(With some additions/edits, July 9, and Sept. 22, 2013, please also see the “Comments” section.)
While it is impossible for anyone to trace their lineage genealogically with proof back to ancient Ireland, understanding the long reach of some clans’ ties to their homeland may help to put in context the rebellious feelings that many had toward the waves of newcomers who eventually displaced them, became their landlords, or had forced their ancestors to relocate to barren parts of the island or permanently flee to other countries. Those willing to do DNA testing and participate in a surname group are potentially able to find information where no paper documents survive to neatly sequence their ancestry. One friend, a Maher who pronounces his name with two syllables, has discovered that his DNA result led him directly to Spain! What initially seemed perplexing is actually more exciting than having been pointed to a particular place in Ireland. His markers point instead to a pure connection to the most ancient origins of the native Irish, including the surname which evolved to Meagher/Maher.
The arrival of Ireland’s first population is steeped in mysticism and lore, as much a part of the poetic tradition as the sacred spirit of the place. Any ancient stories that have survived to this day may have some germs of fact involved, and the story of the Milesians is one that continues to be considered. In the early seventeenth century Brother Michael O Cléirigh/O’Clery, a Franciscan monk from Donegal, with the help of other scribes who were laymen, sought to create a comprehensive history of Ireland from as many ancient manuscripts as could be gathered. The men were all from upper class families and were trained historians. Their great work, The Annals of Ireland by the Four Masters, includes a genealogy of King Mhileadth/Milesius of Spain, through whose sons, Heber, Heremon and Ir, all the major clans of Ireland evolved from at least 1700 B.C. or earlier. Heber and Heremon were the first two of 183 monarchs who ruled Ireland from 1699 B.C. until the submission of the Irish kings to King Henry II in 1171 A.D. While the time frames may not completely align with what is now known, and surnames as we know them did not exist until more modern times, the details in the Annals of the Four Masters form the basis of accepted ancient Irish history.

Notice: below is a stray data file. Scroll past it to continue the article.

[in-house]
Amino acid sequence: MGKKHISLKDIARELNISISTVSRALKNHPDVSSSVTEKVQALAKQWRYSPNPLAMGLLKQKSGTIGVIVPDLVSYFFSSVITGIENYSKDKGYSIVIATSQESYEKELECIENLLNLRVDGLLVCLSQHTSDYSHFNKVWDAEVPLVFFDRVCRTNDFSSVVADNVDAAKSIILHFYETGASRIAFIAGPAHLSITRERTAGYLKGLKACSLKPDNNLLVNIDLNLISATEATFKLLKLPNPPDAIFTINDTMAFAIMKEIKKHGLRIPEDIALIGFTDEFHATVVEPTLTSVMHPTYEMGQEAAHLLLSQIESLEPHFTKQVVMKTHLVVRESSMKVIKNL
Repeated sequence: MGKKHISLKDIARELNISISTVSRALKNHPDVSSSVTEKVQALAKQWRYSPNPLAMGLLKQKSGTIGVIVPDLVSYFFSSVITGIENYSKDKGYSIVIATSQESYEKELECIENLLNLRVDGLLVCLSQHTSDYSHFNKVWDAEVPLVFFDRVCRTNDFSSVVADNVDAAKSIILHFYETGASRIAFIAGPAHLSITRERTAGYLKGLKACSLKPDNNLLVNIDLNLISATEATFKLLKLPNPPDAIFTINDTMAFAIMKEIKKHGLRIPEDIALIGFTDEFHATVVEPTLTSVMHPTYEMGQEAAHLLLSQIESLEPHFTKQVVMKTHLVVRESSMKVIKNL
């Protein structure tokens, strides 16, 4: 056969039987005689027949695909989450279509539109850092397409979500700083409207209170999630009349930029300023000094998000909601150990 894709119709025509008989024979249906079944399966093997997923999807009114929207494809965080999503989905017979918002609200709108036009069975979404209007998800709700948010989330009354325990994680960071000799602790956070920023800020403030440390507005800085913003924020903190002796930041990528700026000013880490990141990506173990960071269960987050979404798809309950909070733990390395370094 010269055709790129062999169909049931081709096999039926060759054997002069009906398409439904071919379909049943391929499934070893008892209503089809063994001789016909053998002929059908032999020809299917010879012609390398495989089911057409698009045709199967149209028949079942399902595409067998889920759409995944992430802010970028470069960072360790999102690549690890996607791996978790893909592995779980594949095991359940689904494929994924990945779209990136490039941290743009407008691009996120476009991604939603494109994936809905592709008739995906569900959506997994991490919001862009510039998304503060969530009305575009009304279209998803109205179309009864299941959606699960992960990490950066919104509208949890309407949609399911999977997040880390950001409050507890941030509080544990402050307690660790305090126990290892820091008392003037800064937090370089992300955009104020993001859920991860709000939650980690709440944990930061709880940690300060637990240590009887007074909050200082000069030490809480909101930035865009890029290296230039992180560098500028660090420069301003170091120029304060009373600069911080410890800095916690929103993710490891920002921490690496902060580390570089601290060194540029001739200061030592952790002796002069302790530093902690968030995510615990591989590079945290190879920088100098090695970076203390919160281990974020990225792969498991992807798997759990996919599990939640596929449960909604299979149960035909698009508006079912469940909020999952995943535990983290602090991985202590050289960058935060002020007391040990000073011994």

The Meachairs/Meaghers/Mahers were one of the original Irish clans, descended from petty kings of Leinster and Munster, later among the ruling lords of County Tipperary, chiefs of Ikerrin, and among the noble chieftain families of County Carlow. Among the many sources I have consulted over my years of research I have seen several Irish surname maps. The one I have found most useful, with its inclusion of references to the Annals and other texts and explanations of incoming waves of surnames beyond the original Irish ones, is Kanes’ Ancestral Map of Ireland. It’s designers noted that among one of the primary Irish genealogy scholars, “Professor Eoin MacNeill, of the National University of Ireland concluded in his work, Celtic Ireland, that the Irish genealogical traditions are credible in detail at approximately 300 A.D. but not earlier.”